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Joined: August 15th, 2009, 4:33 pm

consulting vs quantitative finance

August 31st, 2010, 4:27 am

QuoteOriginally posted by: AlexandreBI recently met with an individual who work full time in risk management for McKinsey. Prior to that he did a phd in math on group actions on manifolds at the University of Chicago. His advisor was Robert Zimmer, the current president of the university. He gave me the impression of being very bright.He might have been very bright but he made a poor career choice if you ask people on this forum. Or maybe he did exactly what he wanted to do, and was sick of mathematics. Maybe he wanted to travel a lot.
 
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AbhiJ
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consulting vs quantitative finance

August 31st, 2010, 4:40 am

QuoteOriginally posted by: Telecaster The best description of consulting was summarized to me by a McKinsey partner during a careers event at my university: "consultants are people you pay to tell you the time from your own watch".I know a few people from my engineering class who went into consulting and I can assure you that they weren't the brightest bulbs in the room. The work entails spending months in a client's office and telling the management how to do its job. It's a mixture of common sense and people skills. As pointed out by others, people go into consulting with the aim of making connections and later getting employed by one of their former clients.Ask your Mckinsey friend what he think of quant developers. Common sense is very uncommon.
 
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Alekk
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Joined: September 14th, 2007, 4:39 pm

consulting vs quantitative finance

August 31st, 2010, 7:17 am

It might not be the best idea to post this question on a quantitative finance forum, but I must admit that I am a little bit surprised by the comments that have been given - if consulting is such as it has been described here, why would clever people want to pay loads of money to get advice from consulting firms? There is an arbitrage somewhere !Also, the fact that one hyper talented maths guy made a move to a consulting firm does not mean anything. It suffices to enter any maths department to realize that.
 
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DominicConnor
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Joined: July 14th, 2002, 3:00 am

consulting vs quantitative finance

August 31st, 2010, 9:55 am

I'm not sure how to compare pay at consultancies vs banks.Although you can say "masters level people earn X% less" at a consultancy, my experience is that in this line of work on average E&Y, Accenture, and similar firms higher people are are less capable, less motivated, and generally less useful in ways that don't easily show up in stats.Money is one factor, but the desire to hire well spoken white men means that their banking consultants aren't the sharpest knives in the drawer.Obviously in their offshored operations, the race filter isn't used, since they are rarely put in front of candidates.If you're good at selling, then this can be a viable option, but as I think we all know, there's a negative correlation between quant skills and salesmanship.AlexandreB illustrates another, important data point. The big consultancy firms like to have 'stars', because this helps in sales. The idea is that a client gets to meet the big star, and if he's big enough will appear on Bloomberg TV occasionally, or maybe even main channel news. He will be well paid, and not worked very hard, partly because the drones you actually get on site are forbidden even to email the great man.Alekk asks "if consulting is such as it has been described here, why would clever people want to pay loads of money to get advice from consulting firms? There is an arbitrage somewhere !"Partly because banks have such poor institutional knowledge, and few if any mechanisms to spread it. They contain many specialists who may have no real peer anywhere in their firm, and there is an upper bound to the complexity of question you can get answered on Wilmott.com, or the board that serves your personal speciality. Often managers are trying to understand business units that their experience and education does not qualify them for, and have no objective way of telling whether things are working properly.Some consultancies, the likes of dfine, Ito33 et al have some smart people, but they can't easily get past the institutional desire of big banks to get in a big firm, even if they are strikingly incompetent and dishonest.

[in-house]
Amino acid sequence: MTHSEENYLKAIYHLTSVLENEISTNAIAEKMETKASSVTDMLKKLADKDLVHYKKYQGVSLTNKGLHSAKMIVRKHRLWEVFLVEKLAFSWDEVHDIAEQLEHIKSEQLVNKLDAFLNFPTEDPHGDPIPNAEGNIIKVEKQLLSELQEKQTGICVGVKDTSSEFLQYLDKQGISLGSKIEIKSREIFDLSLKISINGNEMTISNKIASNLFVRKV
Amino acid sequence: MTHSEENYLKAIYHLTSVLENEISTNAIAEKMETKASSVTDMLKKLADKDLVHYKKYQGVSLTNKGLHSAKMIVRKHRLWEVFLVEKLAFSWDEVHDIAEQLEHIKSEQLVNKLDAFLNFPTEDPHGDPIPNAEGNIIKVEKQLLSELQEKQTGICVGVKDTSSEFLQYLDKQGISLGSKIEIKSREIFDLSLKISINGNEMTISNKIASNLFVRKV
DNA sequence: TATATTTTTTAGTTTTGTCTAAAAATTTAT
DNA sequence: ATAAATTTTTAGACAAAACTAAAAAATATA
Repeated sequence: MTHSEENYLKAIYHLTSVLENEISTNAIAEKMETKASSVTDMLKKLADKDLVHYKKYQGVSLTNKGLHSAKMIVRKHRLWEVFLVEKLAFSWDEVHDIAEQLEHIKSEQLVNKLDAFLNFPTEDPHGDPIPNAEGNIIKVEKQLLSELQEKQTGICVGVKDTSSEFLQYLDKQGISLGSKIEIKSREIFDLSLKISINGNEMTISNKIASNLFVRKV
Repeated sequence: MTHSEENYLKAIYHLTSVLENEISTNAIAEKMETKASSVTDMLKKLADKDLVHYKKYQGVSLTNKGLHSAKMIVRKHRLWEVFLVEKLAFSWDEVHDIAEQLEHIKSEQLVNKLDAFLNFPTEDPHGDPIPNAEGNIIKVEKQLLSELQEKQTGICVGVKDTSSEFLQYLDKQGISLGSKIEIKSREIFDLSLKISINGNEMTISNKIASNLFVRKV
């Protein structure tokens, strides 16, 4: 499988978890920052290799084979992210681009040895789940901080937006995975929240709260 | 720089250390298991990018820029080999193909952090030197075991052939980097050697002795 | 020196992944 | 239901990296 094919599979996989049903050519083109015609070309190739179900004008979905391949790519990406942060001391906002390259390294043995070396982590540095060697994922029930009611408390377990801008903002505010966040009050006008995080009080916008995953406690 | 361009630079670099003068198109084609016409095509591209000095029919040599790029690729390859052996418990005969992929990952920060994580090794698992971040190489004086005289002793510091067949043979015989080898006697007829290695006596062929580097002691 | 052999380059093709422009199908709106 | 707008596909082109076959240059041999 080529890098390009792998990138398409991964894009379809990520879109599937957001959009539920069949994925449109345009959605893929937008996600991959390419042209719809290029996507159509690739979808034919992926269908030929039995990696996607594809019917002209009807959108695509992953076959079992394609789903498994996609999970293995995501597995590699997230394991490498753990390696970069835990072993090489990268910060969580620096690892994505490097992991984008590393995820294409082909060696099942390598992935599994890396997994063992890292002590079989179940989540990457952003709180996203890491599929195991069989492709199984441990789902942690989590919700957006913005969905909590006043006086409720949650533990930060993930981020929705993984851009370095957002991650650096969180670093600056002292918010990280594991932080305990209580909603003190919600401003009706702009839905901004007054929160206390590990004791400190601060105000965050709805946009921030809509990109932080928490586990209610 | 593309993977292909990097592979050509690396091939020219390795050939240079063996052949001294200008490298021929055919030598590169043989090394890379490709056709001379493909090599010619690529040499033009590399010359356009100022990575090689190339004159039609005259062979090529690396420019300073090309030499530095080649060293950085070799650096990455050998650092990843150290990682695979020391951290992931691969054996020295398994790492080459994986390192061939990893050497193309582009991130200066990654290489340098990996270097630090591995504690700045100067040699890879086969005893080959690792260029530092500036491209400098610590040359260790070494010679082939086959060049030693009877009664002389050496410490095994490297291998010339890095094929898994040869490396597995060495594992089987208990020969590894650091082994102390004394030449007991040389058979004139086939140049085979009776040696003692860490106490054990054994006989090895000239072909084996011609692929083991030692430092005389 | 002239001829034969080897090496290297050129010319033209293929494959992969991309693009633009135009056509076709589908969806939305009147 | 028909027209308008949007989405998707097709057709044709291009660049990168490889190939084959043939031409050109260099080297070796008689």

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twofish
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Joined: February 18th, 2005, 6:51 pm

consulting vs quantitative finance

August 31st, 2010, 10:31 am

QuoteOriginally posted by: AlekkIt might not be the best idea to post this question on a quantitative finance forum, but I must admit that I am a little bit surprised by the comments that have been given - if consulting is such as it has been described here, why would clever people want to pay loads of money to get advice from consulting firms?Because when everything goes bad, you can blame the consultant. One thing that you have to understand about corporations is that the money to pay for someone doesn't come out of your salary.
 
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EscapeArtist999
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Joined: May 20th, 2009, 2:49 pm

consulting vs quantitative finance

August 31st, 2010, 11:41 am

QuoteOriginally posted by: twofishQuoteOriginally posted by: AlekkIt might not be the best idea to post this question on a quantitative finance forum, but I must admit that I am a little bit surprised by the comments that have been given - if consulting is such as it has been described here, why would clever people want to pay loads of money to get advice from consulting firms?Because when everything goes bad, you can blame the consultant. One thing that you have to understand about corporations is that the money to pay for someone doesn't come out of your salary.I hate to admit this, but I agree with twofish... Oh what's that, nothing, just a flying pig.